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The use of light scattering to distinguish cells in the immune system

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  • Full or part time
    Dr SJ Powis
  • Application Deadline
    No more applications being accepted
  • Funded PhD Project (Students Worldwide)
    Funded PhD Project (Students Worldwide)

Project Description

PhD Studentship Award

This project is one of 15 four-year PhD Studentships funded by Medical Research Scotland (http://www.medicalresearchscotland.org.uk) to be delivered jointly by the named University and Company. The Studentships will provide the first-class academic and commercial training needed to equip the successful candidate for a science career in an increasingly competitive market.

"Label-free Raman Microspectroscopic Characterisation of Cells of the Immune System" to be delivered by the University of St Andrews [Supervisors: Dr Simon Powis (School of Medicine) and Professor Kishan Dholakia (School of Physics and Astronomy)] and M Squared Lasers Ltd (http://www.m2lasers.com) [Company supervisor: Dr Nils Hempler].

The immune system provides protection against pathogens, including bacteria and viruses. In disease, the numbers and types of immune cells change. It is important to identify and distinguish these subsets in blood to facilitate both diagnosis and treatment.

Optical methods in biomedicine hold immense promise due to their inherent simplicity, non-invasive and non-harmful characteristics. Raman spectroscopy is a sensitive chemical fingerprinting technique that can provide information regarding chemical composition of a sample, leaving the integrity and function of the cells intact. Wavelength Modulated Raman Spectroscopy (WMRS) allows the extraction of the Raman information devoid of any autofluorescent contamination. We have characterised key immune cells including T cells , NK cells and dendritic cells using this technique. This new project will use WMRS to extend this data and characterise all the various immune cell populations in human blood. WMRS opens the potential of moving towards direct clinical use in the future, by combining optical fibre based WMRS with automation and micro-fluidics, with the further potential to incorporate holographic imaging techniques.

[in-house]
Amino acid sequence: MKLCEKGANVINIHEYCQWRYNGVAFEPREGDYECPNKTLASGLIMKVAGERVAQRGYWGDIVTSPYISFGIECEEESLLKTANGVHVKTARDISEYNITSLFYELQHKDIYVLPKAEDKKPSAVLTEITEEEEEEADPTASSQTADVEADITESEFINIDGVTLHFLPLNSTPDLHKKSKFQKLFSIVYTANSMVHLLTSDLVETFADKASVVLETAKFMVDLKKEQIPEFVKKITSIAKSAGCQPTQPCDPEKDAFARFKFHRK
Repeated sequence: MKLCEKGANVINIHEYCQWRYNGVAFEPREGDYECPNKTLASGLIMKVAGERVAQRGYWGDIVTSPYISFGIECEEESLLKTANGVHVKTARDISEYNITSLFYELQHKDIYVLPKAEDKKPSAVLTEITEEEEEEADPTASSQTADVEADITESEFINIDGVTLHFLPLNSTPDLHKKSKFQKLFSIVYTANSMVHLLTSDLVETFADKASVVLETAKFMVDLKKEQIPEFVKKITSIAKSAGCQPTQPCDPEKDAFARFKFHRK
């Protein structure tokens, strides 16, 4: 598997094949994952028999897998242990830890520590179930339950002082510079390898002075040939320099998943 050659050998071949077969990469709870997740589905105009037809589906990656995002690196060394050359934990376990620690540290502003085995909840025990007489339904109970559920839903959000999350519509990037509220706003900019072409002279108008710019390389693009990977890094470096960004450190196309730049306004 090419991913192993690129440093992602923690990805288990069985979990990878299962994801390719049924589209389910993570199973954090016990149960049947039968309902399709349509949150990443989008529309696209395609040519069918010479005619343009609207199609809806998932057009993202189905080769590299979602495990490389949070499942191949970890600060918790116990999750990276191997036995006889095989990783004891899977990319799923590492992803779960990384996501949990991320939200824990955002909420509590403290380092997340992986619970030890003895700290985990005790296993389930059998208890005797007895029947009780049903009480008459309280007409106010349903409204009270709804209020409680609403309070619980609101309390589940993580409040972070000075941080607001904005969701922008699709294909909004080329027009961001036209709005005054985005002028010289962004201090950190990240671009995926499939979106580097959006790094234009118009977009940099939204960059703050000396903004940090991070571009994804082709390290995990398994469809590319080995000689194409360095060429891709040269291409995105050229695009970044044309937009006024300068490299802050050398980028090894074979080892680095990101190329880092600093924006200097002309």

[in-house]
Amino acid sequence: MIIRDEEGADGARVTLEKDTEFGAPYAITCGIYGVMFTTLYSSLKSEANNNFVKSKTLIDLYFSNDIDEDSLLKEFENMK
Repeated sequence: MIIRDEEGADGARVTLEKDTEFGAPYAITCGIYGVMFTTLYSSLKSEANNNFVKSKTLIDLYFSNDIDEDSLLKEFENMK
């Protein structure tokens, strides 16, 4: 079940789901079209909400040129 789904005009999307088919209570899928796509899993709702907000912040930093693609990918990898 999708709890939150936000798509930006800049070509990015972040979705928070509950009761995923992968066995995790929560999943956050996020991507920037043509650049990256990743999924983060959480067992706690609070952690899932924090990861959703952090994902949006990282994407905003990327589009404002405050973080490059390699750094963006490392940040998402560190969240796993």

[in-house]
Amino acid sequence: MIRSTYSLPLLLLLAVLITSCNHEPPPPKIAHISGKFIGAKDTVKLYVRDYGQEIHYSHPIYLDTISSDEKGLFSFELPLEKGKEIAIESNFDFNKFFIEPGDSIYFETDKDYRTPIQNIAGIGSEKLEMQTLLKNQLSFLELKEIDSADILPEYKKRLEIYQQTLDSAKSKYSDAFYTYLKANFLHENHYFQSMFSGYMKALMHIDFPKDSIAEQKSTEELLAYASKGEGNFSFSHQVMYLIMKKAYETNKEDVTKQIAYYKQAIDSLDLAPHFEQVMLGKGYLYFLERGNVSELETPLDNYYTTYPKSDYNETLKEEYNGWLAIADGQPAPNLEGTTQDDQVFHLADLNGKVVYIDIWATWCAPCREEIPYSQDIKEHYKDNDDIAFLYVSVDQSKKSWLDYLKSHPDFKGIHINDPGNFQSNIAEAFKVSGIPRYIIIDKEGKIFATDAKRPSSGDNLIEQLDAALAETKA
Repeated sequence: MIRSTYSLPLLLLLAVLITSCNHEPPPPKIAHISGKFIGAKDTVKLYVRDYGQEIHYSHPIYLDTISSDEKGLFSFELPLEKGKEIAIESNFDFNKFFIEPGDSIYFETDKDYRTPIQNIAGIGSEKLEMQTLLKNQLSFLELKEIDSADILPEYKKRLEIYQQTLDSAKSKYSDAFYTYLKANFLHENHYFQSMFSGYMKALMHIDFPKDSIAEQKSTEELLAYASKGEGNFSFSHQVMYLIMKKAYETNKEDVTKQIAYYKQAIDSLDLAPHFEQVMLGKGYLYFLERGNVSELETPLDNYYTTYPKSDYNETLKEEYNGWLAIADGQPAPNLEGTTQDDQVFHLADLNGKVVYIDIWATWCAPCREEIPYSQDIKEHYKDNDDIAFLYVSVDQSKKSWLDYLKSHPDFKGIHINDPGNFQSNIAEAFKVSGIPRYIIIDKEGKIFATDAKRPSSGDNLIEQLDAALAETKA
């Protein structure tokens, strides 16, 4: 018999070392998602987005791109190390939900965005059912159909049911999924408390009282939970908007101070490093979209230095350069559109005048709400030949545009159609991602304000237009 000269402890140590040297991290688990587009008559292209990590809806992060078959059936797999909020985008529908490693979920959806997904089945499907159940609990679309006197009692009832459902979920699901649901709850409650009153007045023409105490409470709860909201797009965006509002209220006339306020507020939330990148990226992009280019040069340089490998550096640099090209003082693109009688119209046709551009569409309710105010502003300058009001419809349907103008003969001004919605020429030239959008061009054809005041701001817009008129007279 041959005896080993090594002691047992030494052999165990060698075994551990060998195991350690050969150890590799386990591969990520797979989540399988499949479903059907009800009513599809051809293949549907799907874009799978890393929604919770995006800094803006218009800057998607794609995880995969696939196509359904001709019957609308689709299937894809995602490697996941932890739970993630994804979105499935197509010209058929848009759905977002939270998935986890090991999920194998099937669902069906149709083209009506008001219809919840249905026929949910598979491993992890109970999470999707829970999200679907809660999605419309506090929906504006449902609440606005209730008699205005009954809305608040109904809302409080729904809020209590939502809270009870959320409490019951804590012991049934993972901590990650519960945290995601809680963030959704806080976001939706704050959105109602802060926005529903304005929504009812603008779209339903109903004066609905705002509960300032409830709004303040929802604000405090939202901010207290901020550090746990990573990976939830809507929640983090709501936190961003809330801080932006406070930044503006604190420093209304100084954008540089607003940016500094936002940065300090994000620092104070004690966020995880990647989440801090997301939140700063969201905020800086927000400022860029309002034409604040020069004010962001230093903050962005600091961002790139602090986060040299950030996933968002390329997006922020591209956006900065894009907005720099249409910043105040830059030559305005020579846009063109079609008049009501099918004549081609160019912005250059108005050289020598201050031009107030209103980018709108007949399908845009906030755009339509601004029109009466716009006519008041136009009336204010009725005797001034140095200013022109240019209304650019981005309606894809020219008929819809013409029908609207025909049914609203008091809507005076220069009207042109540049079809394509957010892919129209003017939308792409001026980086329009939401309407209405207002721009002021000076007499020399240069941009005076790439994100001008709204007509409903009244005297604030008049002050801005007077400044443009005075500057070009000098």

The project is in collaboration with the Glasgow-based laser company M Squared Lasers Limited, where a proportion of the studentship will be based.

Enquiries may be sent by email to:
Dr Simon Powis
[Email Address Removed]

Candidates must have obtained, or expect to obtain, a first or 2.1 UK BSc Honours degree in Physics, or equivalent for degrees obtained outside the UK.

Applicants should send a CV, the contact details of 2 references (including email addresses) and a covering letter, explaining why the applicant wishes to carry out this project, by email to:
Dr Simon Powis
[Email Address Removed]

Interviews are expected to take place 3-4 weeks after the closing date for applications.

It is anticipated that the PhD Studentship will start in October 2016.

Funding Notes

PhD Studentship provides: an annual tax-free stipend of £16,500, increasing to £17,000 over the four years; tuition fees at UK/EU rates only; consumables; and contribution to travel expenses.

International fees are not covered. International students applying for the Studentship must provide evidence, by the date of interview, that they are able to finance the fee top-up required to the international fee level.


Chen, M., McReynolds, N., Campbell, E.C., Mazilu, M., Barbosa, J., Dholakia, K. and Powis, S.J. (2015) The use of WRMS in label-free identification of T lymphocytes subsets, Natural Killer cells, and Dendritic cells. PLOS One, 2015 DOI:10.1371/journal.pone.0125158

How good is research at University of St Andrews in Physics?
(joint submission with University of Edinburgh)

FTE Category A staff submitted: 36.90

Research output data provided by the Research Excellence Framework (REF)

Click here to see the results for all UK universities

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